HSBC looks to make hay while the rain falls

Worried about your imminent remortgage? Never fear, HSBC plans to ride bravely to the rescue...

Last Updated: 31 Aug 2010

At a time when some of its rivals are disappearing from the mortgage lending market altogether, HSBC has promised to match homeowners’ existing deals for another two years. And with more than one million people due to come off their cheap fixed-rate deals this year, and prices escalating across the board, the bank could see some big business. In other words, it seems to think that the credit crunch can help it clean up in the mortgage market. Every cloud, and all that...

In the last few months, mortgage deals have been getting harder and harder to come by – as well as the withdrawal of Northern Rock (previously one of the market’s biggest lenders), First Direct has also stopped offering new deals (for now), while other lenders have been ramping up their rates due to the spiralling cost of borrowing on the money markets.

So how come HSBC can get away with charging less than everyone else in the market? Primarily because it doesn’t need to go and borrow from other banks; instead it takes the remarkable step of only lending on the basis of its own deposits. Back in the heady days of Northern Rock’s rapid rise, this approach looked amusingly quaint to its rivals; now that the credit markets have frozen up, it looks like the only bank with any sense. ‘We’re in an incredibly strong position whilst others are stepping back,’ HSBC’s Joe Garner told the Telegraph today (no doubt trying not to look too smug).

Of course there will be restrictions, notably that borrowers will need to own at least 20% of the equity in their house – which could be a pretty big ask for those who took advantage of one of the 100% (or even 125%) deals that have been available in recent years. The riskier borrowers are still unlikely to get an offer – HSBC sees an opportunity to ramp up its market share here, but it’s not daft.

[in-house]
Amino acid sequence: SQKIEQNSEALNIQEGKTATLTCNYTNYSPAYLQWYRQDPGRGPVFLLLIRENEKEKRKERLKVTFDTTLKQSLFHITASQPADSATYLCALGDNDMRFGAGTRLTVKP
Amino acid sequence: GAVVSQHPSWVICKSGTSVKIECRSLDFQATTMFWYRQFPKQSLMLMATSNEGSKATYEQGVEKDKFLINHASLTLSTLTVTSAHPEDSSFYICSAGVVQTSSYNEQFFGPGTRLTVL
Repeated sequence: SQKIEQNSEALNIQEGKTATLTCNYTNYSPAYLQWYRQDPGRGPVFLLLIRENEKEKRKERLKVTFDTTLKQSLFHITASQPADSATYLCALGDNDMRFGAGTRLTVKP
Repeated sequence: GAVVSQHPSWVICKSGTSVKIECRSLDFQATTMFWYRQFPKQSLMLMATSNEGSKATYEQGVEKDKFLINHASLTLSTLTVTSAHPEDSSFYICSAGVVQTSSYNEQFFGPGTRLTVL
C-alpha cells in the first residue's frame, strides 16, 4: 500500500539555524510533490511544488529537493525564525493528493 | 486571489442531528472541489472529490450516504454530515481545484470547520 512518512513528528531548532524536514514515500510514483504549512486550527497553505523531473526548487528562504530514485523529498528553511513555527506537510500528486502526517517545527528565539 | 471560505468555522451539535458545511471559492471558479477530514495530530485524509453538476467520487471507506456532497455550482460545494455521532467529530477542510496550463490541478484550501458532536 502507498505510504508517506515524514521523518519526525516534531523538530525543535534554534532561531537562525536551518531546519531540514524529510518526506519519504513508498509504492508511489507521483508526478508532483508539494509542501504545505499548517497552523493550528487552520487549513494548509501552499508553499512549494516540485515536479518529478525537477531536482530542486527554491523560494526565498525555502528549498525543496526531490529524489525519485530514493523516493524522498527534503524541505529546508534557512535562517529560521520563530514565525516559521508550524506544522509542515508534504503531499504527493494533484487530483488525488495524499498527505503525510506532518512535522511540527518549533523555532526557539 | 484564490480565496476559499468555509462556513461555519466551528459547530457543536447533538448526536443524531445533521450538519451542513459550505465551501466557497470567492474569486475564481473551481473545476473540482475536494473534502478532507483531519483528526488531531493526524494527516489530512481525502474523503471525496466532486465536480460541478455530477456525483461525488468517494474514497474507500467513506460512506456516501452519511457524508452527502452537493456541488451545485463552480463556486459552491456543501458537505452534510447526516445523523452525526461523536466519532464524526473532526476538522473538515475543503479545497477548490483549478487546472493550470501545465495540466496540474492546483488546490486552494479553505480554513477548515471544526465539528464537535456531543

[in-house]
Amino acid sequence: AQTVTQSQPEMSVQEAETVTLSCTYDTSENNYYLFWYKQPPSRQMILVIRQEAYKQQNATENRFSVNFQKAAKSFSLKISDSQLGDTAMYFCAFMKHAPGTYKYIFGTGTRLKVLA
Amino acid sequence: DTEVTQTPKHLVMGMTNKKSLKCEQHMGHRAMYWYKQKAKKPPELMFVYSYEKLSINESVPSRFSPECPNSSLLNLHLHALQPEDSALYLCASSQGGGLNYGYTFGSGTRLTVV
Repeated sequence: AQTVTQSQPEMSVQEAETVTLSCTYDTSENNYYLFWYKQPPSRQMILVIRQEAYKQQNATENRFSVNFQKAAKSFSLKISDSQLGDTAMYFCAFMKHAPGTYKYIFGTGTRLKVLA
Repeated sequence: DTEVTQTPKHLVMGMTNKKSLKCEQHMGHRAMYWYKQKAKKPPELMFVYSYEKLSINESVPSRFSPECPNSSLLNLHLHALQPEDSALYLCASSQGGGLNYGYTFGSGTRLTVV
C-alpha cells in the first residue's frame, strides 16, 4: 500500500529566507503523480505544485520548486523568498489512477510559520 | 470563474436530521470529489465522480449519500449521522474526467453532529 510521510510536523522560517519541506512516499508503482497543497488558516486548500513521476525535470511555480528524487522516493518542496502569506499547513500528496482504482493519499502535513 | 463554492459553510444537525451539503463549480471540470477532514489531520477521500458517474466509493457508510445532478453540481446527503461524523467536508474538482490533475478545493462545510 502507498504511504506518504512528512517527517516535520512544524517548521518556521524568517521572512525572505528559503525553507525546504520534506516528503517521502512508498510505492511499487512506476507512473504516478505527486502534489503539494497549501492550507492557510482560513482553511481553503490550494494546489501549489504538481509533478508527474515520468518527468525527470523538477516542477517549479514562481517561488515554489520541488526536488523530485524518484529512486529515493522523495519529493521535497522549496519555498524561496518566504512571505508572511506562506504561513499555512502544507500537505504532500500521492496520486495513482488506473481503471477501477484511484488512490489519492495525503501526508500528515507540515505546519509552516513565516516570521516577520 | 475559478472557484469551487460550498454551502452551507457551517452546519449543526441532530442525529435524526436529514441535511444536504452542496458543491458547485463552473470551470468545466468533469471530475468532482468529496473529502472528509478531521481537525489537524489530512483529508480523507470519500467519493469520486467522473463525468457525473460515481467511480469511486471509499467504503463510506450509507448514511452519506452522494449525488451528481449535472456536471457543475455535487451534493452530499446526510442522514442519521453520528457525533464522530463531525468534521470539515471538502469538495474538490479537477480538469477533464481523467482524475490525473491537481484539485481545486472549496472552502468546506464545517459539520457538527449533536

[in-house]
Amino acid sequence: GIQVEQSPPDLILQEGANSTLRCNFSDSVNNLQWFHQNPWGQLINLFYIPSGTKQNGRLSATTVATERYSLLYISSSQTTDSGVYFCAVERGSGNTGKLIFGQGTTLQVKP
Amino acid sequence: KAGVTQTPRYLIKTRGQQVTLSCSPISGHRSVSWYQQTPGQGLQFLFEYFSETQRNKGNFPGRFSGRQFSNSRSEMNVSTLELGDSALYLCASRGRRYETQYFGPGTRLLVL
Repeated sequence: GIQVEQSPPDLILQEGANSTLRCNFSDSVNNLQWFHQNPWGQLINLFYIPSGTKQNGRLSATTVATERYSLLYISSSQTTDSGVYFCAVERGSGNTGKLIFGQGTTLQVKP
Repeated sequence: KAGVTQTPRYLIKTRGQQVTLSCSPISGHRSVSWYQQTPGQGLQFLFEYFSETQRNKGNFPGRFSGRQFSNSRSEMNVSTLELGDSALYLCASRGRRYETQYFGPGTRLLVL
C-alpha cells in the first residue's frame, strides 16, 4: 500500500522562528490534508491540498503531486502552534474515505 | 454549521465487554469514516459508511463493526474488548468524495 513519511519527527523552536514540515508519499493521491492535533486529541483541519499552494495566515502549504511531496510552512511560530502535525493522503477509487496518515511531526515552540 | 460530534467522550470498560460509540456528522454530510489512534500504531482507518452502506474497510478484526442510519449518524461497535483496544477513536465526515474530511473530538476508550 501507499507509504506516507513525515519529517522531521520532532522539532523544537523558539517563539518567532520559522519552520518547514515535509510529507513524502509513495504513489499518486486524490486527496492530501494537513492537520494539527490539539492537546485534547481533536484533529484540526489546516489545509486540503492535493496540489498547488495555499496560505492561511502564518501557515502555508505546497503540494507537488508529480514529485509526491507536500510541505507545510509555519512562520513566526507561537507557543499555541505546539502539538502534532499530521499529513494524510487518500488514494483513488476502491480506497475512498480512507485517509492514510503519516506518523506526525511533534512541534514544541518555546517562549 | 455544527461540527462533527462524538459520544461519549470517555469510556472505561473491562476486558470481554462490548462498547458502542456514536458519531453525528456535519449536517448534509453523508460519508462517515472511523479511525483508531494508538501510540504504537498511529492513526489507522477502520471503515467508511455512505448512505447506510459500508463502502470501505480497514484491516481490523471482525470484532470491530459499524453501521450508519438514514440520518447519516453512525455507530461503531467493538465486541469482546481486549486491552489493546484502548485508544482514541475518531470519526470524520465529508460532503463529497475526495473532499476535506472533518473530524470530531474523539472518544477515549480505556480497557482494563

But the deal does look like a beacon of hope for those of us who are about to see our deals expire, and have been steeling ourselves for a big increase in rates – could there be at least one lender in town who isn’t going to want the shirt off our backs? The only problem is that the offer will only be available for five weeks, and we can't help wondering why - is it just a sensible precaution by HSBC in case it gets swamped, or is it proof that the bank is largely doing this as a PR stunt and is only willing to commit a certain amount of funds? We certainly needed a bit of good news...

Still, it’s a nice reminder for UK plc that smart business practice can actually pay dividends in difficult economic times – as the fly-by-night merchants fall away, often the best-run businesses can improve their reputation and their market share. So good on HSBC – just make sure you don’t put any of your new customers’ details on a non-encrypted disk and entrust it to a courier, please...

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